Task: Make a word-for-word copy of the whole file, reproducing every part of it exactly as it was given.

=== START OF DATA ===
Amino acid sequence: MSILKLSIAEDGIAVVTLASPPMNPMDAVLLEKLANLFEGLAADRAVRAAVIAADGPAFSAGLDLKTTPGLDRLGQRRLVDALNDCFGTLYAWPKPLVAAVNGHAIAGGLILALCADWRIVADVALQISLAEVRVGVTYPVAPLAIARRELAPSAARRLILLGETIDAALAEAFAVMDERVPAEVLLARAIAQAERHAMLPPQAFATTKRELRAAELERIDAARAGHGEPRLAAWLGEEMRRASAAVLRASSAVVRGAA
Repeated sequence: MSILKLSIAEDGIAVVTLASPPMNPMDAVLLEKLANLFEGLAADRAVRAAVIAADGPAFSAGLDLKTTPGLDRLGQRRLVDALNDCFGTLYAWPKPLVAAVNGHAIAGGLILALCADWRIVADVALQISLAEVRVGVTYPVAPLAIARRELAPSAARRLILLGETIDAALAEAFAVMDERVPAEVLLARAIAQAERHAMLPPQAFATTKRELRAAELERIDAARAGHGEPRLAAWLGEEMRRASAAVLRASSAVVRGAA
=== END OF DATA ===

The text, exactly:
Amino acid sequence: MSILKLSIAEDGIAVVTLASPPMNPMDAVLLEKLANLFEGLAADRAVRAAVIAADGPAFSAGLDLKTTPGLDRLGQRRLVDALNDCFGTLYAWPKPLVAAVNGHAIAGGLILALCADWRIVADVALQISLAEVRVGVTYPVAPLAIARRELAPSAARRLILLGETIDAALAEAFAVMDERVPAEVLLARAIAQAERHAMLPPQAFATTKRELRAAELERIDAARAGHGEPRLAAWLGEEMRRASAAVLRASSAVVRGAA
Repeated sequence: MSILKLSIAEDGIAVVTLASPPMNPMDAVLLEKLANLFEGLAADRAVRAAVIAADGPAFSAGLDLKTTPGLDRLGQRRLVDALNDCFGTLYAWPKPLVAAVNGHAIAGGLILALCADWRIVADVALQISLAEVRVGVTYPVAPLAIARRELAPSAARRLILLGETIDAALAEAFAVMDERVPAEVLLARAIAQAERHAMLPPQAFATTKRELRAAELERIDAARAGHGEPRLAAWLGEEMRRASAAVLRASSAVVRGAA